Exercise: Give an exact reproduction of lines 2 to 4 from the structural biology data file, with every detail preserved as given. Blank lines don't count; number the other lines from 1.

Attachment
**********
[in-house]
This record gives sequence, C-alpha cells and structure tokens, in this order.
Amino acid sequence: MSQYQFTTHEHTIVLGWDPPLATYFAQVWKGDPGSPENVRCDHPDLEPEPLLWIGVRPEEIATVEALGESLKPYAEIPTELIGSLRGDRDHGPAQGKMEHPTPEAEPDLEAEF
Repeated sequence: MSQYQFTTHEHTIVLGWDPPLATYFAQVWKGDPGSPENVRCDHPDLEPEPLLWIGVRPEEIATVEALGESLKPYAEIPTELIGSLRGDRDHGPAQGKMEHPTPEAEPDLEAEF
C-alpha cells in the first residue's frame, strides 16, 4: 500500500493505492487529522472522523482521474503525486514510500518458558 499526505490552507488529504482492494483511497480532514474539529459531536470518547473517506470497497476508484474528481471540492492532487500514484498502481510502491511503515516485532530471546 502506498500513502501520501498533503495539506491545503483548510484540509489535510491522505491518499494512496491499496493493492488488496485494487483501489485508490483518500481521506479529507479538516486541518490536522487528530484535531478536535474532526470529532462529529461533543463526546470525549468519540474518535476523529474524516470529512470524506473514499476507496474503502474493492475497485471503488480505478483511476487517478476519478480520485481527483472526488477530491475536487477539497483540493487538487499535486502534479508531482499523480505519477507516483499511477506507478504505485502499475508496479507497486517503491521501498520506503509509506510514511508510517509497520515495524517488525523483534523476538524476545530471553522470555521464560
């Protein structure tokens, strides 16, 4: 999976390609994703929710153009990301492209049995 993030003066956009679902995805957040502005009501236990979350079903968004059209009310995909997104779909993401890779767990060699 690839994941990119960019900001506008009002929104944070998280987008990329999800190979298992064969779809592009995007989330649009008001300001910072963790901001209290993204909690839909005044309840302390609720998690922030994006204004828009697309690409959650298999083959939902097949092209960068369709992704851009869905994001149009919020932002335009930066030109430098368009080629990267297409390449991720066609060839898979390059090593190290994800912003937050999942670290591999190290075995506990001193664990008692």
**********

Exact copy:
This record gives sequence, C-alpha cells and structure tokens, in this order.
Amino acid sequence: MSQYQFTTHEHTIVLGWDPPLATYFAQVWKGDPGSPENVRCDHPDLEPEPLLWIGVRPEEIATVEALGESLKPYAEIPTELIGSLRGDRDHGPAQGKMEHPTPEAEPDLEAEF
Repeated sequence: MSQYQFTTHEHTIVLGWDPPLATYFAQVWKGDPGSPENVRCDHPDLEPEPLLWIGVRPEEIATVEALGESLKPYAEIPTELIGSLRGDRDHGPAQGKMEHPTPEAEPDLEAEF